Sabrina had loved this walk. She’d peer in all the shop windows and sometimes pause to have a lingering look. Roland often had to tug her along, otherwise they’d never get their food shopping done.
In the months since Sabrina died, Roland walked alone. He seldom glanced at the shop windows now. Window-shopping reminded him too much of Sabrina, and that reminded him of how morose he felt without her.
He had tried to pull himself out of his grief-fueled listlessness. He worried that Sabrina would feel sad if she could see how unhappy he was. What he had always wanted most was for Sabrina to be happy. But he couldn’t seem to shake himself out of his low spirits, even for the sake of his dead wife’s post-life contentment.
Today, when he walked past the flower shop, he almost collided with a woman rushing out. She was cradling a bouquet of cut tulips in her arms.
Sabrina had loved tulips. Roland’s late mother-in-law used to run a florist’s shop and Sabrina had grown up in a house full of blooms. For their wedding, Sabrina’s mother donated the flowers. Sabrina’s bridal bouquet was a simple arrangement with bright-pink tulips.
All through their marriage, Sabrina had fresh flowers in the house. She loved early spring, when the tulips were available, and she would fill a vase in every room with them. Roland had not seen a cut tulip since Sabrina died.
At the supermarket, Roland filled a basket with the few items he needed for the week. Just before he reached the checkout, he passed the store’s small floral display—and came to a halt. Among the roses and the carnations and the mixed bouquets stood a single bunch of bright-pink tulips.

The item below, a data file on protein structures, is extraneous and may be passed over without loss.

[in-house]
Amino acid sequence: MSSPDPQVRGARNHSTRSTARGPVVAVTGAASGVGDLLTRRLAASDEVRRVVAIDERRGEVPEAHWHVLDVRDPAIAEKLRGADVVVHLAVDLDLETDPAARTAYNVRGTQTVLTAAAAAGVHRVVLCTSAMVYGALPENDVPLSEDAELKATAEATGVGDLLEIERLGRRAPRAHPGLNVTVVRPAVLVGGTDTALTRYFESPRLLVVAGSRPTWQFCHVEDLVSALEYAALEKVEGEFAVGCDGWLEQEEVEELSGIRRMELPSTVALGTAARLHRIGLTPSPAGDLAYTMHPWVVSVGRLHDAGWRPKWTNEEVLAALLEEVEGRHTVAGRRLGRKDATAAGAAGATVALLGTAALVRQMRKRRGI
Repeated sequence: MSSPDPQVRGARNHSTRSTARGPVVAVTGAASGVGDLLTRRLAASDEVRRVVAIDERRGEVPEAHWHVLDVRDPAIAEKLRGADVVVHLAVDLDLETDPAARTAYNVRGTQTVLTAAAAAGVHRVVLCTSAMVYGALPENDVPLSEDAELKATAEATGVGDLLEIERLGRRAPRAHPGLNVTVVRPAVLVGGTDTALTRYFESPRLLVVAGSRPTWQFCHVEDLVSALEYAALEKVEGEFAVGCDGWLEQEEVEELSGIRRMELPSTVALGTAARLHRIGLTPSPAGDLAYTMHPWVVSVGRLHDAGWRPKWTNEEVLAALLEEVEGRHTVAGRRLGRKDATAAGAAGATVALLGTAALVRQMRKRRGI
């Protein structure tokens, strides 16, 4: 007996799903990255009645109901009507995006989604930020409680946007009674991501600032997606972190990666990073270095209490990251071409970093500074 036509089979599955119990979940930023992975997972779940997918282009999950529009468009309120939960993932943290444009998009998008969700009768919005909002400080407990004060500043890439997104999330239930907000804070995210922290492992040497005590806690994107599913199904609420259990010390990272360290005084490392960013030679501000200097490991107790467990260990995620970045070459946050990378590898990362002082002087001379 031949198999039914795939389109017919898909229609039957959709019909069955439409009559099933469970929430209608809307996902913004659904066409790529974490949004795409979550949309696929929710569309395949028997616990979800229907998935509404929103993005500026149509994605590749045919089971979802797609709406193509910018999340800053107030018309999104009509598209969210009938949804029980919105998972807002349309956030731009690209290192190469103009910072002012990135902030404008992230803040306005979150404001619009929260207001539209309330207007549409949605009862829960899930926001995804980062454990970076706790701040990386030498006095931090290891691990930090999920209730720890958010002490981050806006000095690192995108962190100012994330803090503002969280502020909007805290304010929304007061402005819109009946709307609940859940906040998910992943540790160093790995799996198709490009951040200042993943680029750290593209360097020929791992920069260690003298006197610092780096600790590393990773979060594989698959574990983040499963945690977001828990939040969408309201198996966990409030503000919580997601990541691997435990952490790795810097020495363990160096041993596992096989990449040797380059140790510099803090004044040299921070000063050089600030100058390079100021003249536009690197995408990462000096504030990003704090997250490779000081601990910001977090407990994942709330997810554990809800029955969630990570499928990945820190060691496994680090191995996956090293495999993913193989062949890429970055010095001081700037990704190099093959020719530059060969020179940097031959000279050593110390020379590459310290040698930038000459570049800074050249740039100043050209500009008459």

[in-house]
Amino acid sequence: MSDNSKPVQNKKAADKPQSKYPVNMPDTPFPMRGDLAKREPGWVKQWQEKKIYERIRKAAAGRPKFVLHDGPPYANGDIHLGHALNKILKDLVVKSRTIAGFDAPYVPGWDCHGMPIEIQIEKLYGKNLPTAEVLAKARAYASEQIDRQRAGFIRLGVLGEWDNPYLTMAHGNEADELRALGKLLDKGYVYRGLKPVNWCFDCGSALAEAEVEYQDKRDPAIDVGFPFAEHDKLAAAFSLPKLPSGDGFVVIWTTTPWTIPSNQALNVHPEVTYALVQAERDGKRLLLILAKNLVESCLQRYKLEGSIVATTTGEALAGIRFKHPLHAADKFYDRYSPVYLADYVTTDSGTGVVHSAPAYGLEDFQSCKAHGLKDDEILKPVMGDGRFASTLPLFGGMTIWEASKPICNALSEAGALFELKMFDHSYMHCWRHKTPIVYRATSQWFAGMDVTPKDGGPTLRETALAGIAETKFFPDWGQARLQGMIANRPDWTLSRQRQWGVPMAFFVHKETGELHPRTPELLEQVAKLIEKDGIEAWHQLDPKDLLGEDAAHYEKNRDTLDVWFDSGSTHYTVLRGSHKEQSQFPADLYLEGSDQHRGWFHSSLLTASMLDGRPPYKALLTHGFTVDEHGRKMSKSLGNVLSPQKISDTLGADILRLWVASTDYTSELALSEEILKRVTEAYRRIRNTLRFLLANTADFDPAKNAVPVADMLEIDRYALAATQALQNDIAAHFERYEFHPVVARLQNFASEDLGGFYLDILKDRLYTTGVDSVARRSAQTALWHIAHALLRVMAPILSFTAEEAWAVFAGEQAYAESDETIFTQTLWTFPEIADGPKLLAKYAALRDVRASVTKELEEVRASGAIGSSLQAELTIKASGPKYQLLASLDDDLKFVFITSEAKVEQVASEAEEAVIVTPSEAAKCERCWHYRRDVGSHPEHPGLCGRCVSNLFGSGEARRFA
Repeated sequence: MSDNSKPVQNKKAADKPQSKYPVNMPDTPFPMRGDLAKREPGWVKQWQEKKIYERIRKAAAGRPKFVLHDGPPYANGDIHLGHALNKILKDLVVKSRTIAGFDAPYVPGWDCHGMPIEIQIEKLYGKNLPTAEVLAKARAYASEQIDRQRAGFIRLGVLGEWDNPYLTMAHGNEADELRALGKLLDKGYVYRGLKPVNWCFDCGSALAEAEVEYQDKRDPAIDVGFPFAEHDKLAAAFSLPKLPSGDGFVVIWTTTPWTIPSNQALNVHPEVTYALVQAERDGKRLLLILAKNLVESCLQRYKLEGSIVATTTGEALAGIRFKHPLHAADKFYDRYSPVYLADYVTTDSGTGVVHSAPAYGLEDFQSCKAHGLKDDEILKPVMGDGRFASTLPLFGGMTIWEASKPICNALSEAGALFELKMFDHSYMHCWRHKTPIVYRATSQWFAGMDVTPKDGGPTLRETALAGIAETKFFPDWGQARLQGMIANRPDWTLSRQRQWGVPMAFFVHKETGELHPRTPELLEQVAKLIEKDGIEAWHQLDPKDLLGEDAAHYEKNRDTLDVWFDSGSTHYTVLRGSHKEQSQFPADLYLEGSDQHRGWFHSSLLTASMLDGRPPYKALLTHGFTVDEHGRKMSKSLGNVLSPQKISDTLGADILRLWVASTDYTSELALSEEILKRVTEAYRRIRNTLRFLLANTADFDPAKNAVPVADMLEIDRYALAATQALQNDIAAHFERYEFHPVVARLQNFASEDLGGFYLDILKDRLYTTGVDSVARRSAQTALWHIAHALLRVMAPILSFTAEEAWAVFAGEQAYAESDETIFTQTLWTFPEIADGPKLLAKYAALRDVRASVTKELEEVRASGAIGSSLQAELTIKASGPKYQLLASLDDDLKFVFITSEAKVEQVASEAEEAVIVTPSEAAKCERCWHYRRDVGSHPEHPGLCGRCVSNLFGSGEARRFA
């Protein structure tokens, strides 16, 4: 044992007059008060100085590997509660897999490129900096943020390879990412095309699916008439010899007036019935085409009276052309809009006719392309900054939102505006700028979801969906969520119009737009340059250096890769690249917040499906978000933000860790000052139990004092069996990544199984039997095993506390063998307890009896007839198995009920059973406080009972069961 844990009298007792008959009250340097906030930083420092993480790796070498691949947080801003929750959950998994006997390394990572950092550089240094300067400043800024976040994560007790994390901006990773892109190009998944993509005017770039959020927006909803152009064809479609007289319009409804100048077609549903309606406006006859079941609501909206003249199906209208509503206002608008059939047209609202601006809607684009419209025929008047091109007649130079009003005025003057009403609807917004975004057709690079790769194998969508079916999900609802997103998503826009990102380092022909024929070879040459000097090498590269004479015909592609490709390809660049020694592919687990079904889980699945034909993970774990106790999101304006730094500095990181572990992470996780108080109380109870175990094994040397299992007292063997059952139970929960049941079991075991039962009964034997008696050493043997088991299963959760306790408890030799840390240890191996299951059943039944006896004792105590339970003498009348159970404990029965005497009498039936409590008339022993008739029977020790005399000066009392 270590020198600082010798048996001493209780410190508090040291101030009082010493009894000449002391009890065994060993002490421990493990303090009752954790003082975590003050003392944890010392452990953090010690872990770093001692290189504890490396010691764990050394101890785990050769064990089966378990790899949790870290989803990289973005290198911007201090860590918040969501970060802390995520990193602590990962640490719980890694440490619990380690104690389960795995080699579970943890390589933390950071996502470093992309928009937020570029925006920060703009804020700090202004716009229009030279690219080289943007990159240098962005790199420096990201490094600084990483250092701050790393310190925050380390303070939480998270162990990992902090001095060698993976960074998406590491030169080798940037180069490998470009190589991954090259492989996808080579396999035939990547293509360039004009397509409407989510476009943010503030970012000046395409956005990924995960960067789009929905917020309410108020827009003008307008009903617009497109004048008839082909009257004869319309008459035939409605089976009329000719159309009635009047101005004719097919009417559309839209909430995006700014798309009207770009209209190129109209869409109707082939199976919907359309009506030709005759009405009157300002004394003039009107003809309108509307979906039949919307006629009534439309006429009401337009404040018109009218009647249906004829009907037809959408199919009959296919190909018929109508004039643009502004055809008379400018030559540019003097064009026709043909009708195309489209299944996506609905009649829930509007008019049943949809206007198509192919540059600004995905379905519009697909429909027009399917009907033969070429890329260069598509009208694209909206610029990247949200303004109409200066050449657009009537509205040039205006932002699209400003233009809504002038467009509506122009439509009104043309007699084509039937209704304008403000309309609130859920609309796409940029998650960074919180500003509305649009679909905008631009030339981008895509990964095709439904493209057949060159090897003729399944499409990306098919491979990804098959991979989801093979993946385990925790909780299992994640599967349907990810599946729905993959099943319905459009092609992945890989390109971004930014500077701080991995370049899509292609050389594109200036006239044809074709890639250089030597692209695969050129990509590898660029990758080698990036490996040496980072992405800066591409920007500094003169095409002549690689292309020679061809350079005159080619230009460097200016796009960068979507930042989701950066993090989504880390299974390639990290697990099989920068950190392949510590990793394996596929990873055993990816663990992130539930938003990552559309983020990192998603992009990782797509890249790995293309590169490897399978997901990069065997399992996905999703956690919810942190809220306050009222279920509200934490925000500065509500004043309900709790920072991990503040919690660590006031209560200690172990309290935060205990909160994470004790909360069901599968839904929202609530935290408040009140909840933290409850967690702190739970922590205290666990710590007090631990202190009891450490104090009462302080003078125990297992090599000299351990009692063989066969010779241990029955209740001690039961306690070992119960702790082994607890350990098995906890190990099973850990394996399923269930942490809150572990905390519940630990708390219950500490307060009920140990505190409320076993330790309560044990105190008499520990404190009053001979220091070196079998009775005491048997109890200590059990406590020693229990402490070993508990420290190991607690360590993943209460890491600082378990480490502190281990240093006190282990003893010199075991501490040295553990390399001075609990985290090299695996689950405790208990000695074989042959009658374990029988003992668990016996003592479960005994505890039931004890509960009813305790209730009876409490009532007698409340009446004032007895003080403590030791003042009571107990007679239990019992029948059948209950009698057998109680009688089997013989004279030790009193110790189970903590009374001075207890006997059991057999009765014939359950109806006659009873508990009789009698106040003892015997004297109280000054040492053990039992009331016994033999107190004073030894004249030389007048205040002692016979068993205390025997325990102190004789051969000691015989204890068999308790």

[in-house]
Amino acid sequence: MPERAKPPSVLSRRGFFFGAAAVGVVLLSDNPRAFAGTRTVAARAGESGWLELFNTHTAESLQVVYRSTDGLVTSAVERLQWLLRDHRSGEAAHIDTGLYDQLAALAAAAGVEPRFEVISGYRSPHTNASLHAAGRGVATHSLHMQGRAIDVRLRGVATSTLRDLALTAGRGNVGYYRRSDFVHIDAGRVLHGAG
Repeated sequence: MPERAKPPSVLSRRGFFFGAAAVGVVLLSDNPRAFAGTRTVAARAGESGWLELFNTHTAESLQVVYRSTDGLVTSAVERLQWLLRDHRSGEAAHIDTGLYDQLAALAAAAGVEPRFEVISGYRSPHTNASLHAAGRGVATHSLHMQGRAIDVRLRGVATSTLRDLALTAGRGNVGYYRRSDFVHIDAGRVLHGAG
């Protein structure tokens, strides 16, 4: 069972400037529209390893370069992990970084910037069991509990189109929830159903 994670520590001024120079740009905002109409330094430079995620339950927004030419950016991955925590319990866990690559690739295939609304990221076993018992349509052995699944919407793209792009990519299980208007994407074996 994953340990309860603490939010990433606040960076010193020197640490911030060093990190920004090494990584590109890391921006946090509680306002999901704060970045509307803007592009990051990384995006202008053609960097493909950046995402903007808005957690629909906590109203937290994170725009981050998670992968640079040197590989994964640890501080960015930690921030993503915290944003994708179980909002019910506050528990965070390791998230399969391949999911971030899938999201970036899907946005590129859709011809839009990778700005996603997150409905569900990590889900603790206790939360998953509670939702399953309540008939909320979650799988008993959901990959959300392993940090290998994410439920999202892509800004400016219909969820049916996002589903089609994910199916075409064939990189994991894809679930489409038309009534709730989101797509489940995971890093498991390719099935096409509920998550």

Roland stared at the tulips. They reminded him so forcefully of Sabrina. It’s foolish, he thought to himself. A waste of money. But he felt strongly he was meant to take them home. Almost like a message from Sabrina.
He heard her voice behind him now. “Are you happy? The only thing that matters to me is that you are happy.”
Roland whirled around. A woman he didn’t recognize shuffled by, pushing her cart and speaking earnestly into her mobile phone. He stood staring after her, then turned back to the flowers.
Roland lifted the bunch of tulips, cradling them in one arm. He gave the surprised checkout girl one of the tulips before she wrapped them in paper. Then he carried the blooms home.
That evening he ate supper at his kitchen table, gazing at the bright-pink tulips. And, for the first time since Sabrina died, he smiled. And felt almost happy.